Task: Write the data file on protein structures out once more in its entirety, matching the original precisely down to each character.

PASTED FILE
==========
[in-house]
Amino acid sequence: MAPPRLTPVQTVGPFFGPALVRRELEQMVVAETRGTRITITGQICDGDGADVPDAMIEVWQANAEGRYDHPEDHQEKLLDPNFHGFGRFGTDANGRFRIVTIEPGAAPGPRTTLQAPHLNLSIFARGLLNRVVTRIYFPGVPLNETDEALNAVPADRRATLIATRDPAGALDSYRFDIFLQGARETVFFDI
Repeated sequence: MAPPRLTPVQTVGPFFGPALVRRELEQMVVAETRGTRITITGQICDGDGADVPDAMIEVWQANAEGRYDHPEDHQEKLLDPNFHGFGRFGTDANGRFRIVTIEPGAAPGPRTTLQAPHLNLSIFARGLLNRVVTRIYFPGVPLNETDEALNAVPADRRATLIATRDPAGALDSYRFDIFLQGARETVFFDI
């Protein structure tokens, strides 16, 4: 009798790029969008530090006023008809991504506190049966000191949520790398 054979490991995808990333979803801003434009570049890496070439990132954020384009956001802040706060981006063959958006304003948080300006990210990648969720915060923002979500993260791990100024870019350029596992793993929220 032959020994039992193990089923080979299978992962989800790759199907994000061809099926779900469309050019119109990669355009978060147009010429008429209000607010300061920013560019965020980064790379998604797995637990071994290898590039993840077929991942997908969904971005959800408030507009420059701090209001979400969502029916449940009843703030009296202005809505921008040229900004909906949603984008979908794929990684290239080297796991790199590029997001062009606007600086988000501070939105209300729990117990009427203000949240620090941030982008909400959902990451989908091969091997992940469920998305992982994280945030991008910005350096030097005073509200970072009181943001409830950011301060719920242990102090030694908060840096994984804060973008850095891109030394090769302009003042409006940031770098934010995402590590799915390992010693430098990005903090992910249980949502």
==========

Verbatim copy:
[in-house]
Amino acid sequence: MAPPRLTPVQTVGPFFGPALVRRELEQMVVAETRGTRITITGQICDGDGADVPDAMIEVWQANAEGRYDHPEDHQEKLLDPNFHGFGRFGTDANGRFRIVTIEPGAAPGPRTTLQAPHLNLSIFARGLLNRVVTRIYFPGVPLNETDEALNAVPADRRATLIATRDPAGALDSYRFDIFLQGARETVFFDI
Repeated sequence: MAPPRLTPVQTVGPFFGPALVRRELEQMVVAETRGTRITITGQICDGDGADVPDAMIEVWQANAEGRYDHPEDHQEKLLDPNFHGFGRFGTDANGRFRIVTIEPGAAPGPRTTLQAPHLNLSIFARGLLNRVVTRIYFPGVPLNETDEALNAVPADRRATLIATRDPAGALDSYRFDIFLQGARETVFFDI
């Protein structure tokens, strides 16, 4: 009798790029969008530090006023008809991504506190049966000191949520790398 054979490991995808990333979803801003434009570049890496070439990132954020384009956001802040706060981006063959958006304003948080300006990210990648969720915060923002979500993260791990100024870019350029596992793993929220 032959020994039992193990089923080979299978992962989800790759199907994000061809099926779900469309050019119109990669355009978060147009010429008429209000607010300061920013560019965020980064790379998604797995637990071994290898590039993840077929991942997908969904971005959800408030507009420059701090209001979400969502029916449940009843703030009296202005809505921008040229900004909906949603984008979908794929990684290239080297796991790199590029997001062009606007600086988000501070939105209300729990117990009427203000949240620090941030982008909400959902990451989908091969091997992940469920998305992982994280945030991008910005350096030097005073509200970072009181943001409830950011301060719920242990102090030694908060840096994984804060973008850095891109030394090769302009003042409006940031770098934010995402590590799915390992010693430098990005903090992910249980949502």